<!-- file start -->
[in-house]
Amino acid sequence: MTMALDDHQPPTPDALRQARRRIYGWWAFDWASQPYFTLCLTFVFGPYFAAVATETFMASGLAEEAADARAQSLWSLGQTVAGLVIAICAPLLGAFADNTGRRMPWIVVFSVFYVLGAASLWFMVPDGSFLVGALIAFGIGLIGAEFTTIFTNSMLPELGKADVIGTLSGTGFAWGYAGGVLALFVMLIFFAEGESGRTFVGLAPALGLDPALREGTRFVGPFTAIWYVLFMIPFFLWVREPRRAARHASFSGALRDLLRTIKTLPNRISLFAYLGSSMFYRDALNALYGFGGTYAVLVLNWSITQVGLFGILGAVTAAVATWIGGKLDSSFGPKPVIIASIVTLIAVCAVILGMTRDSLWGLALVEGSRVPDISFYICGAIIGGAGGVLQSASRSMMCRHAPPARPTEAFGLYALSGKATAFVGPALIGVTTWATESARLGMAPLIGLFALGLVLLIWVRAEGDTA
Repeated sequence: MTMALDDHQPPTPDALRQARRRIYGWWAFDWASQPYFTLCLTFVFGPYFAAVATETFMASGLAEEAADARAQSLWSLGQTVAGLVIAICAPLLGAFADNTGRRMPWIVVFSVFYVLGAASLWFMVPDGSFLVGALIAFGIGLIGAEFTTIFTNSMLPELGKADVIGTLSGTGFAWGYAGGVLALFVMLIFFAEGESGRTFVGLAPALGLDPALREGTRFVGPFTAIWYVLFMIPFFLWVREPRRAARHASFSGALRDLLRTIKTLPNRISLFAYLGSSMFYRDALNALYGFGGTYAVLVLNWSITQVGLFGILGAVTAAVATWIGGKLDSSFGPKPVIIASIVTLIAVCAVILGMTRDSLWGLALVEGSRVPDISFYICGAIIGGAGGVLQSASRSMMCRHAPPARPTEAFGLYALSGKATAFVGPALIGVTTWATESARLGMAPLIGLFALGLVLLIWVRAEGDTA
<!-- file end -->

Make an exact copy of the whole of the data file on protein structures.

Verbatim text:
[in-house]
Amino acid sequence: MTMALDDHQPPTPDALRQARRRIYGWWAFDWASQPYFTLCLTFVFGPYFAAVATETFMASGLAEEAADARAQSLWSLGQTVAGLVIAICAPLLGAFADNTGRRMPWIVVFSVFYVLGAASLWFMVPDGSFLVGALIAFGIGLIGAEFTTIFTNSMLPELGKADVIGTLSGTGFAWGYAGGVLALFVMLIFFAEGESGRTFVGLAPALGLDPALREGTRFVGPFTAIWYVLFMIPFFLWVREPRRAARHASFSGALRDLLRTIKTLPNRISLFAYLGSSMFYRDALNALYGFGGTYAVLVLNWSITQVGLFGILGAVTAAVATWIGGKLDSSFGPKPVIIASIVTLIAVCAVILGMTRDSLWGLALVEGSRVPDISFYICGAIIGGAGGVLQSASRSMMCRHAPPARPTEAFGLYALSGKATAFVGPALIGVTTWATESARLGMAPLIGLFALGLVLLIWVRAEGDTA
Repeated sequence: MTMALDDHQPPTPDALRQARRRIYGWWAFDWASQPYFTLCLTFVFGPYFAAVATETFMASGLAEEAADARAQSLWSLGQTVAGLVIAICAPLLGAFADNTGRRMPWIVVFSVFYVLGAASLWFMVPDGSFLVGALIAFGIGLIGAEFTTIFTNSMLPELGKADVIGTLSGTGFAWGYAGGVLALFVMLIFFAEGESGRTFVGLAPALGLDPALREGTRFVGPFTAIWYVLFMIPFFLWVREPRRAARHASFSGALRDLLRTIKTLPNRISLFAYLGSSMFYRDALNALYGFGGTYAVLVLNWSITQVGLFGILGAVTAAVATWIGGKLDSSFGPKPVIIASIVTLIAVCAVILGMTRDSLWGLALVEGSRVPDISFYICGAIIGGAGGVLQSASRSMMCRHAPPARPTEAFGLYALSGKATAFVGPALIGVTTWATESARLGMAPLIGLFALGLVLLIWVRAEGDTA